By Donald Robertson, author of How to Think Like a Roman Emperor: The Stoic Philosophy of Marcus Aurelius, discusses strategies for coping with pain derived from the ancient wisdom of Stoicism.

The physical frailty of Roman emperor Marcus Aurelius was notorious, and of great concern to his subjects.  Around 174-175 AD, he was in such poor health that false rumours that he was dying, or already dead, actually spread throughout the empire. These were taken seriously enough for his most senior general in the eastern provinces, Avidius Cassius, to have himself acclaimed emperor, leading to a short-lived civil war in which Marcus and his loyalist army were victorious.

We know that Marcus suffered from chronic chest and stomach pains, problems sleeping, and poor appetite, among other symptoms. While it’s not clear what illness he suffered from, modern scholars have speculated he may have been describing the symptoms of stomach ulcers, among other things. Curiously, the historian Cassius Dio praises Marcus Aurelius for the remarkable physical resilience that he showed despite being “extremely frail in body”.


Bust of Marcus Aurelius

To be sure, he could not display many feats of physical prowess; yet he had developed his body from a very weak one to one capable of the greatest endurance.
He concludes his account of Marcus’ reign as follows:
He did not meet with the good fortune that he deserved, for he was not strong in body and was involved in a multitude of troubles throughout practically his entire reign. But for my part, I admire him all the more for this very reason, that amid unusual and extraordinary difficulties he both survived himself and preserved the empire.
Indeed, Marcus lived to be nearly sixty, at a time when war or plague claimed many of his contemporaries at a younger age. For example, his adoptive brother Lucius Verus, despite being a stronger, fitter man, dropped dead aged thirty-eight, and Marcus’ son Commodus was assassinated at thirty-one.

Bust of Seneca, a Stoic philosopher.

So how is it possible that Marcus Aurelius could both be renowned for poor health and yet praised for his endurance?  We can find an answer in his personal notes practicing Stoic philosophy, The Meditations, where he refers many times to psychological strategies for coping with pain and illness.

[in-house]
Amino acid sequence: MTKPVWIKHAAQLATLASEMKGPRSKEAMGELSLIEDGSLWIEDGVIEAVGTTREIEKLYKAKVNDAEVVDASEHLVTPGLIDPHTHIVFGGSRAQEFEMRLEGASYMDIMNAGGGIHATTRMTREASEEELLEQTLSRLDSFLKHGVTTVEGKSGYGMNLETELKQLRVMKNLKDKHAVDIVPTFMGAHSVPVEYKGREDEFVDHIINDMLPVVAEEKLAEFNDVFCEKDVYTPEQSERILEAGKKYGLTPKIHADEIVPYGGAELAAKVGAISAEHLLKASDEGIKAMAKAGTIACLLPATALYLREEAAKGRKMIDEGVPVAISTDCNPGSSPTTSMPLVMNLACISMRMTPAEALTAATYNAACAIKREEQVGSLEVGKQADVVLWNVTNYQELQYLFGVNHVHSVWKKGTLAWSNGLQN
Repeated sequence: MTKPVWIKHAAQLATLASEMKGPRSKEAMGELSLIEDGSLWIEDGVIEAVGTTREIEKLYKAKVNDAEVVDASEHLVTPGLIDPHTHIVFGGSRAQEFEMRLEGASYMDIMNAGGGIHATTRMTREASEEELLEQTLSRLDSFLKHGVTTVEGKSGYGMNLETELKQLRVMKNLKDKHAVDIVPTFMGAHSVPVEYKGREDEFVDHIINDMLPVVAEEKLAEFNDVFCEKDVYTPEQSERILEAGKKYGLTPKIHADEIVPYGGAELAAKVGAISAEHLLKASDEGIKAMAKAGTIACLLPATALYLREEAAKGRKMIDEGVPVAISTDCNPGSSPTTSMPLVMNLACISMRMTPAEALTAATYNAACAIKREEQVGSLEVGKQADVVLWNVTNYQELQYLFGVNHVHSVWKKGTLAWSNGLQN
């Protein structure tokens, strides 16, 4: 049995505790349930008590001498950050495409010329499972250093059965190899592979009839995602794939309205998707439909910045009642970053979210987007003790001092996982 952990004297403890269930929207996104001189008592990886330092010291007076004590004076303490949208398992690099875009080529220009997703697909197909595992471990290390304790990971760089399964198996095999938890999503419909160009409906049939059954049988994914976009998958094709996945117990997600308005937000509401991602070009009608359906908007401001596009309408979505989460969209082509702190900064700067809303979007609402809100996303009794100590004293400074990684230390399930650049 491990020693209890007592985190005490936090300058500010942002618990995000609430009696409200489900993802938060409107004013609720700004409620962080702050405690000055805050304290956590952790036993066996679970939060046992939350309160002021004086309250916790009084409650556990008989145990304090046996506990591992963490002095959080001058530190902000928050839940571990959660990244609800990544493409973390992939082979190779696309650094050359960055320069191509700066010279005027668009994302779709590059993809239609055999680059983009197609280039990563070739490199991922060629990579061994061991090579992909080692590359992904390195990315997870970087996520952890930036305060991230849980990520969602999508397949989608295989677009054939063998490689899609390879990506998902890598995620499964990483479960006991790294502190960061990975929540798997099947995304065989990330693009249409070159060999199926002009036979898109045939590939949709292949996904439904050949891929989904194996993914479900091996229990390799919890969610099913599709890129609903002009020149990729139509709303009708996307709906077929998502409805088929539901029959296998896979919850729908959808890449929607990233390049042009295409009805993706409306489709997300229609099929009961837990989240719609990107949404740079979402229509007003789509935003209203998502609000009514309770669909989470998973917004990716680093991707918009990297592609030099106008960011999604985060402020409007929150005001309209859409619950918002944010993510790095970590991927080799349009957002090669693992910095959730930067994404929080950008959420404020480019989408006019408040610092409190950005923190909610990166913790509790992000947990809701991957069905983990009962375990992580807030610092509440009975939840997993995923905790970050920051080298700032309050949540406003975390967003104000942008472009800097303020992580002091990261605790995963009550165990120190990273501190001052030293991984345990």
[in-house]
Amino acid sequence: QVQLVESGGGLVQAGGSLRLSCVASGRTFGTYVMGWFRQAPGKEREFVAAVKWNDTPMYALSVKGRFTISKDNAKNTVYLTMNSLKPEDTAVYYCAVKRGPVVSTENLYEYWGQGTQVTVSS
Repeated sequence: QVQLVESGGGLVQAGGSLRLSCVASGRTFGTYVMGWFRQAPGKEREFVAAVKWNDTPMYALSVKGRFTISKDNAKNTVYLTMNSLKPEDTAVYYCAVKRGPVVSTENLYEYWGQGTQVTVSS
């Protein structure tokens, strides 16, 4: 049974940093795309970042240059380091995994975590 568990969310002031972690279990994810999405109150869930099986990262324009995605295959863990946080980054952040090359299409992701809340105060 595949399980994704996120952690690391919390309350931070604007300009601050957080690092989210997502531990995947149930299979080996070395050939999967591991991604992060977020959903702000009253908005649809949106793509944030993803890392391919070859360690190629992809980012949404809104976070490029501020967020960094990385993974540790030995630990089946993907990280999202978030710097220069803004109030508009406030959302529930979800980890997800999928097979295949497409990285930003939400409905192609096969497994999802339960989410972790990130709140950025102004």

Stoic philosophy had a sophisticated repertoire of psychological therapy techniques at its disposal. Indeed, it was the inspiration for modern cognitive-behavioral therapy (CBT), which first appeared in the 1950s. CBT is currently the dominant evidence-based form of psychotherapy, and provides some surprisingly robust techniques for coping psychologically with chronic pain and illness.
However, one of the best illustrations of the basic Stoic approach to pain actually comes from an early 20th century psychotherapist called Paul Dubois. Dubois used to assign his patients homework that involved reading the letters of the Stoic philosopher Seneca. One day when Dubois was explaining to a young patient how Stoic philosophy could help him cope better with illness, the man interrupted, saying: “I understand, doctor; let me show you.”
And taking a pencil he drew a large black spot on a piece of paper. “This,” said he, “is the disease, in its most general sense, the physical trouble – rheumatism, toothache, what you will – moral trouble, sadness, discouragement, melancholy.
“If I acknowledge it by fixing my attention upon it, I already trace a circle to the periphery of the black spot, and it has become larger. If I affirm it with acerbity the spot is increased by a new circle. There I am, busied with my pain, hunting for means to get rid of it, and the spot only becomes larger.
“If I preoccupy myself with it, if I fear the consequences, if I see the future gloomily, I have doubled or trebled the original spot.” And, showing me the central point of the circle, the trouble reduced to its simplest expression, he said with a smile, “Should I not have done better to leave it as it was?”

Image of Epictetus, another Stoic philosopher.

Dubois adds:
“One exaggerates, imagines, anticipates affliction,” wrote Seneca. For a long time, I have told my discouraged patients and have repeated to myself, “Do not let us build a second storey to our sorrow by being sorry for our sorrow.”
He says this diagram illustrates the Stoic doctrine that “He who knows how to suffer suffers less.” The burden of physical pain or illness is lightened when we are able to look at it objectively, without drawing concentric circles around it and multiplying our suffering by adding layers of fear.